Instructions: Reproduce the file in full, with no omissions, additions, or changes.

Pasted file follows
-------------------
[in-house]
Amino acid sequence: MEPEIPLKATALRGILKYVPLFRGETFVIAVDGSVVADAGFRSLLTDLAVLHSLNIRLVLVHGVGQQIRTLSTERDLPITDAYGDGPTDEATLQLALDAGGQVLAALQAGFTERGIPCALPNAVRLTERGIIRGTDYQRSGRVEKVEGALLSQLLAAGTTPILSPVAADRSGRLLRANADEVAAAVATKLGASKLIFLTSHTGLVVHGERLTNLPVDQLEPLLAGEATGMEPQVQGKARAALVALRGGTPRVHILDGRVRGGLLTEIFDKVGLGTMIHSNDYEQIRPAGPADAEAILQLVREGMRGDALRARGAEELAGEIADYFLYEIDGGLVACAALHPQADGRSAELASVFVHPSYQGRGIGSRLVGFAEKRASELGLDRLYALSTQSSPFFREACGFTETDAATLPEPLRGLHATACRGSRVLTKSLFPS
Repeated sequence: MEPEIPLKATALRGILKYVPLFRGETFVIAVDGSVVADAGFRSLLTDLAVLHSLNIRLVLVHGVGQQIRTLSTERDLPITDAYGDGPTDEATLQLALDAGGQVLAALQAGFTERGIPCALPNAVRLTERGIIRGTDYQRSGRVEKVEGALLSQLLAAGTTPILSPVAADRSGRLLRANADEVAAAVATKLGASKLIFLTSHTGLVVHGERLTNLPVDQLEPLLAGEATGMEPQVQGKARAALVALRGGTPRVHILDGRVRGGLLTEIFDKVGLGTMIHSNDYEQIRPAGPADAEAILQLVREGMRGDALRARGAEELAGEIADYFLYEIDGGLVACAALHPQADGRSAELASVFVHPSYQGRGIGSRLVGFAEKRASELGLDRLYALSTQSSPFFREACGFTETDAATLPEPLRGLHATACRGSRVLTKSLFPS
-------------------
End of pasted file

[in-house]
Amino acid sequence: MEPEIPLKATALRGILKYVPLFRGETFVIAVDGSVVADAGFRSLLTDLAVLHSLNIRLVLVHGVGQQIRTLSTERDLPITDAYGDGPTDEATLQLALDAGGQVLAALQAGFTERGIPCALPNAVRLTERGIIRGTDYQRSGRVEKVEGALLSQLLAAGTTPILSPVAADRSGRLLRANADEVAAAVATKLGASKLIFLTSHTGLVVHGERLTNLPVDQLEPLLAGEATGMEPQVQGKARAALVALRGGTPRVHILDGRVRGGLLTEIFDKVGLGTMIHSNDYEQIRPAGPADAEAILQLVREGMRGDALRARGAEELAGEIADYFLYEIDGGLVACAALHPQADGRSAELASVFVHPSYQGRGIGSRLVGFAEKRASELGLDRLYALSTQSSPFFREACGFTETDAATLPEPLRGLHATACRGSRVLTKSLFPS
Repeated sequence: MEPEIPLKATALRGILKYVPLFRGETFVIAVDGSVVADAGFRSLLTDLAVLHSLNIRLVLVHGVGQQIRTLSTERDLPITDAYGDGPTDEATLQLALDAGGQVLAALQAGFTERGIPCALPNAVRLTERGIIRGTDYQRSGRVEKVEGALLSQLLAAGTTPILSPVAADRSGRLLRANADEVAAAVATKLGASKLIFLTSHTGLVVHGERLTNLPVDQLEPLLAGEATGMEPQVQGKARAALVALRGGTPRVHILDGRVRGGLLTEIFDKVGLGTMIHSNDYEQIRPAGPADAEAILQLVREGMRGDALRARGAEELAGEIADYFLYEIDGGLVACAALHPQADGRSAELASVFVHPSYQGRGIGSRLVGFAEKRASELGLDRLYALSTQSSPFFREACGFTETDAATLPEPLRGLHATACRGSRVLTKSLFPS